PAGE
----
Vulpes Libris

A collective of bibliophiles talking about books. Book Fox (vulpes libris): small bibliovorous mammal of overactive imagination and uncommonly large bookshop expenses. Habitat: anywhere the rustle of pages can be heard.

Swan Song. A Gervase Fen Mystery, by Edmund Crispin

9780099542148I was going to review a very serious work this week, full of tragedy and human wickedness. Then I caught a heavy cold and instantly that seemed like a very bad idea. So this piece is intended mostly as a reading prescription for someone with a bad cold (and a Head Like a Boiled Owl, as the Provincial Lady so eloquently put it), a murder mystery from the ‘classic’ post-war era, uniquely ingenious and literate and fun.

Because I have been spending some time in Oxford with Lord Peter, my thoughts turned to another favourite Oxford ‘tec, this one completely devoid of angst or acutely exquisite self-consciousness or visible signs of PTSD (not Morse, then….). Professor Gervase Fen, of St Christopher’s College Oxford, discipline: English Language and Literature, is the creation of crime writer Edmund Crispin, who in turn was the alter ego of Bruce Montgomery, musician and composer (famed for his film scores, including some for the ‘Carry On’ series). I picked up Swan Song to read, which has a splendid operatic setting, but I could just as easily have chosen The Moving Toyshop, or The Case of the Gilded Fly, or Holy Disorders, or any one of half a dozen. All are pacy, clever (ingenious even), literate and witty. In Swan Song, a fictional opera house is created in Beaumont Street, and a new company comes together for the first post-war performance of Die Meistersinger. One of the company has outraged so many people that he has it coming to him, and so the first body turns up very soon, in the proverbial locked room. Professor Fen, St Christopher’s being next door to St John’s, is close at hand and quickly on the scene.

Fen is a benign egomaniac, tall and lanky, with unruly hair. He seems to be ageless – I must look for evidence, because I can’t recall seeing any, but his energy and powers put him in that vague territory, the prime of life. About as unlike LPW as it is possible to be, Fen is eccentric, vague and good-humoured, with no discernible back story. (We discover that he has a wife only when his notoriously dangerous and unreliable motorcar, Lily Christine III (an illicitly-kept sportscar confiscated from a hapless undergraduate), lets him down and he has to borrow her bike to ride furiously away in pursuit of a clue, and in Swan Song we never hear of her again.) Crispin has a playful time breaking the ‘fourth wall’ with Fen, who boasts in character that he is the only literary critic turned detective in the whole of fiction. In Swan Song, he preens himself when the sparky young heroine approaches him for an interview in the press in a series about famous detectives, alongside the likes of Mrs Bradley and Albert Campion (“Famous detectives,” said Fen with great complacency. “Oh my dear paws. You hear that Dick?” he went on, banging the Chief Constable suddenly on the chest to make sure of his attention. “Famous detectives.” Fen is such fun.).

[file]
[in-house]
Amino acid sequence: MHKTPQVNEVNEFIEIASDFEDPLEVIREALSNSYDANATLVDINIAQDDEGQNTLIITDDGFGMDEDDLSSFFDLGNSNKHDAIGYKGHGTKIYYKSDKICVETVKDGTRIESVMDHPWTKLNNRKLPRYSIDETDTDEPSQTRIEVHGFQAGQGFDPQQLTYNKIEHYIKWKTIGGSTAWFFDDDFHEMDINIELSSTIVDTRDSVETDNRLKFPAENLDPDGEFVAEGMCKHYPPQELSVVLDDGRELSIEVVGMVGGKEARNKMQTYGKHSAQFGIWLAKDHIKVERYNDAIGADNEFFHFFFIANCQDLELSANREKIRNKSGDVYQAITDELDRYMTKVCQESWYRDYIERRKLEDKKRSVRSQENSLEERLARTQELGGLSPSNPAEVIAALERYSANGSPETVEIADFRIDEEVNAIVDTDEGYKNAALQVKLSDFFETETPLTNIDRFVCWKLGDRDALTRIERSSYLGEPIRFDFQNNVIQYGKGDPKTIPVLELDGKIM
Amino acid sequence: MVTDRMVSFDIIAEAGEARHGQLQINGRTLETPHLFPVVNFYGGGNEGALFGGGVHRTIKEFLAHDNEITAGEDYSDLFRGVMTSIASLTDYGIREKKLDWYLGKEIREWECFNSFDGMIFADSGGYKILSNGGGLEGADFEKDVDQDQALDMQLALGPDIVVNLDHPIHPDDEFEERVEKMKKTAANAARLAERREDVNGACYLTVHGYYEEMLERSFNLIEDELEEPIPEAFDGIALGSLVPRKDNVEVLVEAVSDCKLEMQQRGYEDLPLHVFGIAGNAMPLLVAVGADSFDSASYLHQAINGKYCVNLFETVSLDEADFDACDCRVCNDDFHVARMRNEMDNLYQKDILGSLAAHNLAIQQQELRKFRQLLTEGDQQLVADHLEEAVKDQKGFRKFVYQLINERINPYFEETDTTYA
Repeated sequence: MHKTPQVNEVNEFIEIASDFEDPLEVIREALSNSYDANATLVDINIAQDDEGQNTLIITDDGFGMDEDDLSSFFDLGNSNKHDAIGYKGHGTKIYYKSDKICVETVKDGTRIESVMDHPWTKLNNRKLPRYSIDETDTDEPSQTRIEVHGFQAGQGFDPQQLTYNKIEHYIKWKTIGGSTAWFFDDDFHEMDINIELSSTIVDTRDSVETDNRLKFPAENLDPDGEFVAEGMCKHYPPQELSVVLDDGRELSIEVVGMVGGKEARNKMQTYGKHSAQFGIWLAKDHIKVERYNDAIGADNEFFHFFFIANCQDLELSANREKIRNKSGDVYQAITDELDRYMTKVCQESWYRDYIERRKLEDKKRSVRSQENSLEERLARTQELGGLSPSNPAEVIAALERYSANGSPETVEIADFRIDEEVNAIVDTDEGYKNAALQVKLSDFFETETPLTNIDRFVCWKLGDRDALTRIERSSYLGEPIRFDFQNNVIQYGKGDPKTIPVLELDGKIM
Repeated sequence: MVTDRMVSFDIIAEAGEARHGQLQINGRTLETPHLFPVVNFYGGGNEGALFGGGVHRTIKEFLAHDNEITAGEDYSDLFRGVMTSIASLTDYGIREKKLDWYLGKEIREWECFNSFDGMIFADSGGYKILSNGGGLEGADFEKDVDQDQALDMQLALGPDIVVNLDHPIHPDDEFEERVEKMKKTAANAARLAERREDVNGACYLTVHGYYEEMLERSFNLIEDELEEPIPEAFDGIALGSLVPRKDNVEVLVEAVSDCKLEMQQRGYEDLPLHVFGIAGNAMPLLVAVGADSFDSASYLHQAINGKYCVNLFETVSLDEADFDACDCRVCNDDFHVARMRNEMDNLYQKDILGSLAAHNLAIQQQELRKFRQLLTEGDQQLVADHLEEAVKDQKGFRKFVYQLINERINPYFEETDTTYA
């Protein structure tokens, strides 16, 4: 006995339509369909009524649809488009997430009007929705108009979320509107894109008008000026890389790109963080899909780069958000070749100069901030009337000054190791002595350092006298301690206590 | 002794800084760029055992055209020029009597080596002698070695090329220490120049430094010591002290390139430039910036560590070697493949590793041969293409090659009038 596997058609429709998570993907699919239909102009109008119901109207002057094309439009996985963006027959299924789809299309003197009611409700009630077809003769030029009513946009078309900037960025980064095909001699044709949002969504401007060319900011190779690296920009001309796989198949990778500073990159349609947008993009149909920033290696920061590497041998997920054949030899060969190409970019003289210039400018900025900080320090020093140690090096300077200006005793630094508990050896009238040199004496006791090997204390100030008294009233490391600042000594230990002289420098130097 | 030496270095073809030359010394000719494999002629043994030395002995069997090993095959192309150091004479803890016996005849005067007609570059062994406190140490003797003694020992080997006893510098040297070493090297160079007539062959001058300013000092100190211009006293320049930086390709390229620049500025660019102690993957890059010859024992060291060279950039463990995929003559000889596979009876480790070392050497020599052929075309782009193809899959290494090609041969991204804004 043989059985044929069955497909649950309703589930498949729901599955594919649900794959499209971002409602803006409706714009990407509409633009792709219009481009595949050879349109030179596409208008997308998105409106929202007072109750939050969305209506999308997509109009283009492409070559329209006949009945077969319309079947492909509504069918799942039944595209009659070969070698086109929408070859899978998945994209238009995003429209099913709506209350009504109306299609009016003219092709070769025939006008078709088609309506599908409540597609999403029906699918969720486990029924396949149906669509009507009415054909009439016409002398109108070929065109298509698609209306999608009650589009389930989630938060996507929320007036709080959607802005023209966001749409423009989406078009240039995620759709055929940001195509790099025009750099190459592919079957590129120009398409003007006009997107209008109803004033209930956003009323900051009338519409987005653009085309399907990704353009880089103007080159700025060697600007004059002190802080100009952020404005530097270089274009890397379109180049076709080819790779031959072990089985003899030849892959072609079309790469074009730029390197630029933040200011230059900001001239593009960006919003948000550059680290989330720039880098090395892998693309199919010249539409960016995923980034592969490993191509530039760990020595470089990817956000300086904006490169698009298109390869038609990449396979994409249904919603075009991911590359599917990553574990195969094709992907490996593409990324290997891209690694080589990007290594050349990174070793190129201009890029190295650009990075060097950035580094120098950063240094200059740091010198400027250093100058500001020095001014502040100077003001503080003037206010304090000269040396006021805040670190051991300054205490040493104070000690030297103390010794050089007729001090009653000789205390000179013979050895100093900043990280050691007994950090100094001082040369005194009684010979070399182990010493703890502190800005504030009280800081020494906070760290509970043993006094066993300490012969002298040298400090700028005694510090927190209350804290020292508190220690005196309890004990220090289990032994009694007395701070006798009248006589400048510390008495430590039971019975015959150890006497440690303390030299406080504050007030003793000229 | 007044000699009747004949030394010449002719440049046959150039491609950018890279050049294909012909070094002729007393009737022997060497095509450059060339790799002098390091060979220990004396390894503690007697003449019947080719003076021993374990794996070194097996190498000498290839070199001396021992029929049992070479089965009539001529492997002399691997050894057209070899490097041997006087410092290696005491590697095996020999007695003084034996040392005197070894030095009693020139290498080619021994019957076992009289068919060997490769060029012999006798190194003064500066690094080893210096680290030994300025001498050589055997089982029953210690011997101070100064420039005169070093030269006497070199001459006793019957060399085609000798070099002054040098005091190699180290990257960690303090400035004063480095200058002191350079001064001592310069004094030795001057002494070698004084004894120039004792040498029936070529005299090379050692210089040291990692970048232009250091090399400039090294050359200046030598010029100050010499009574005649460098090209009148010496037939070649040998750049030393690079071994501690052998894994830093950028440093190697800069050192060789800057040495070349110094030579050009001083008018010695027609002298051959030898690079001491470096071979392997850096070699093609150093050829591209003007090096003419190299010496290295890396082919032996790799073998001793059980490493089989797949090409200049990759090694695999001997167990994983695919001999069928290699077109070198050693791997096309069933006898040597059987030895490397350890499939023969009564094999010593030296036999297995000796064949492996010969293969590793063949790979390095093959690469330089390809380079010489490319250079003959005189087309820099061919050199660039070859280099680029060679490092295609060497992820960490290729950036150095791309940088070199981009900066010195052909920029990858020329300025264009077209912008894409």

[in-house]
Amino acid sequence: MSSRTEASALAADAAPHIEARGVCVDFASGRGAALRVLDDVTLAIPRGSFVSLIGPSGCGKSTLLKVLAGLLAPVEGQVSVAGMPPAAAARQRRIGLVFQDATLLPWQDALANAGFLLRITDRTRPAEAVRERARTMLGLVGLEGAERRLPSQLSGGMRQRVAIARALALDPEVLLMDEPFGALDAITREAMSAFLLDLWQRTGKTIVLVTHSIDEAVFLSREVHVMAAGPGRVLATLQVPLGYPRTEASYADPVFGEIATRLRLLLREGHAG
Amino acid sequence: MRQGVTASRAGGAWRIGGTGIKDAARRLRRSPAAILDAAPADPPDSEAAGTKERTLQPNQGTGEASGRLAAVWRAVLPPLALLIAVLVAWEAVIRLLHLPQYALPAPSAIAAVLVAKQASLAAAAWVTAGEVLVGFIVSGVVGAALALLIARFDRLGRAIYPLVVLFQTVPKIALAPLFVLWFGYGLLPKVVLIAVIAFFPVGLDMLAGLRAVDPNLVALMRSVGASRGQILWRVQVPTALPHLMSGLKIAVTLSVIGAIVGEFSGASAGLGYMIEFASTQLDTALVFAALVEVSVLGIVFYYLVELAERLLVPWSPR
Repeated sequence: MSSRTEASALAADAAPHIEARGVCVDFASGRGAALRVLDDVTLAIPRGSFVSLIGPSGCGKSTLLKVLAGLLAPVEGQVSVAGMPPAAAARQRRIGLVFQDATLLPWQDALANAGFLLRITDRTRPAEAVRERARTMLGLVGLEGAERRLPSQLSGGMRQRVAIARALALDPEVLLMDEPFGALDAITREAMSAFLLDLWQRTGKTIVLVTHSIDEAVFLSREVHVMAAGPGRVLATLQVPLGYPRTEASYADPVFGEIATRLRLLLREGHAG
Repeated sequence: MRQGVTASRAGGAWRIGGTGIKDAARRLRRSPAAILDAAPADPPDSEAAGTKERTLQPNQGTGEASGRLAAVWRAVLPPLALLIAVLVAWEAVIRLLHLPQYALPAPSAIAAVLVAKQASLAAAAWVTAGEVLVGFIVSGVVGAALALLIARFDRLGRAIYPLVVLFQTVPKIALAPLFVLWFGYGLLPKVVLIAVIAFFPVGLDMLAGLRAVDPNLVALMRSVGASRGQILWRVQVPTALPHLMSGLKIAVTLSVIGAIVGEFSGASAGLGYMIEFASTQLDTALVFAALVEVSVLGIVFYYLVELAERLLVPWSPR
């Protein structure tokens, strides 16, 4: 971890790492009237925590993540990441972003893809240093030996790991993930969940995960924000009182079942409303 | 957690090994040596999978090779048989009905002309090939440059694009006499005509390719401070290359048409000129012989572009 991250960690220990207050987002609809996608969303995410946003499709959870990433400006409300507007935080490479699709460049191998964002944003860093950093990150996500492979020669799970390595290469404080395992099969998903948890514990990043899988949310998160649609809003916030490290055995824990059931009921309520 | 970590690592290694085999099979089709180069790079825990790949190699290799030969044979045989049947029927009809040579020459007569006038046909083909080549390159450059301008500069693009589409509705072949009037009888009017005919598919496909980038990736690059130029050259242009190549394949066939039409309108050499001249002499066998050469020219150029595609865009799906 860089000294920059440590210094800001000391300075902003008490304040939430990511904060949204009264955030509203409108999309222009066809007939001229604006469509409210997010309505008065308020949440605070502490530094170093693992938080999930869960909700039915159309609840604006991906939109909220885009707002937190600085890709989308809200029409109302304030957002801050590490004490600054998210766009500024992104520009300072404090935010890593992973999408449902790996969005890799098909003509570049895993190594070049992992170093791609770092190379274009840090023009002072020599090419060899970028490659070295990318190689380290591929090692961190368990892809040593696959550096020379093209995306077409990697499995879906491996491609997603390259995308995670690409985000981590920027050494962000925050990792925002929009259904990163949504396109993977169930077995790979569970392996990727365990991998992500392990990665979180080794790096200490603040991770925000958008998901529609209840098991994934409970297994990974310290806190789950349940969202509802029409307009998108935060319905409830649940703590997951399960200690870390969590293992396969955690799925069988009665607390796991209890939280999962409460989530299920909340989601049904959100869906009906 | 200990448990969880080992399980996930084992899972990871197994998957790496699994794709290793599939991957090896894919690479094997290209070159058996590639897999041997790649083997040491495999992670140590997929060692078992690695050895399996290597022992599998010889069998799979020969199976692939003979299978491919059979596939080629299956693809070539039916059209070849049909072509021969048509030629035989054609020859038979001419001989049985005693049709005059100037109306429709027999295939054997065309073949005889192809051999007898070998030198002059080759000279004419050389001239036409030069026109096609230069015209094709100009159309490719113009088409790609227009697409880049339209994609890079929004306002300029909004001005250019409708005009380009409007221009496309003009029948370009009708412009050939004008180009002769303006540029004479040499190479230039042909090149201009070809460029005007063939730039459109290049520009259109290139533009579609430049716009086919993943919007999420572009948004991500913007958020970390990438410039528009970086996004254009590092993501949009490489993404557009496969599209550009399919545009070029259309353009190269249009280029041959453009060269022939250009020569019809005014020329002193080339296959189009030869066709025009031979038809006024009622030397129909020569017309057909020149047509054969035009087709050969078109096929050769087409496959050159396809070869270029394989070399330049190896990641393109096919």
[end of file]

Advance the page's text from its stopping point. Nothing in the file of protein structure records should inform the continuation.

Crispin novels are full of energy, wit and sparkle, literary jokes and the most convoluted and ingenious mysteries that you can imagine. The author relished a locked room problem above anything else, and the murder plots are wildly implausible, not so much from the point of view of the scene-setting which is invariably well-plotted and psychologically sound (in Swan Song the victim behaved so egregiously to so many people that it is a marvel he’d survived that long), but from the misplaced genius of the perpetrator. In every Crispin novel, if the villain had applied a fraction of the ingenuity employed in covering his tracks to world peace, the world would be a paradise. The other great pleasure is the affectionate and accurate portrait of Oxford – such a pleasure to careen through its streets in Lily Christine III, or on Mrs Fen’s bike, in the company of Gervase Fen. And for readers who like me enjoy a novel with a musical background, Crispin’s other life as Bruce Montgomery ensures Swan Song is spot on perfect.

I am not surprised to learn that Crispin’s playfulness with the murder mystery genre and his passion for a seemingly insoluble mystery, along with the charismatic and even slightly shamanistic character of Fen, has made him an inspiration for the likes of Dr Who. There is an element of pleasing fantasy about any Edmund Crispin novel. In fact, while I wait for my sinuses to return to normal, I’m hooked. For today’s therapy I’ve just grabbed my elderly copy of what is regarded by many as Crispin’s finest, The Moving Toyshop (and have just found a fifteen-year-old train ticket to Oxford in it serving as a bookmark. It is a sign, but of what, I have no idea). I know whodunnit, but that doesn’t matter. I shall just sit back with my box of tissues and enjoy the ride.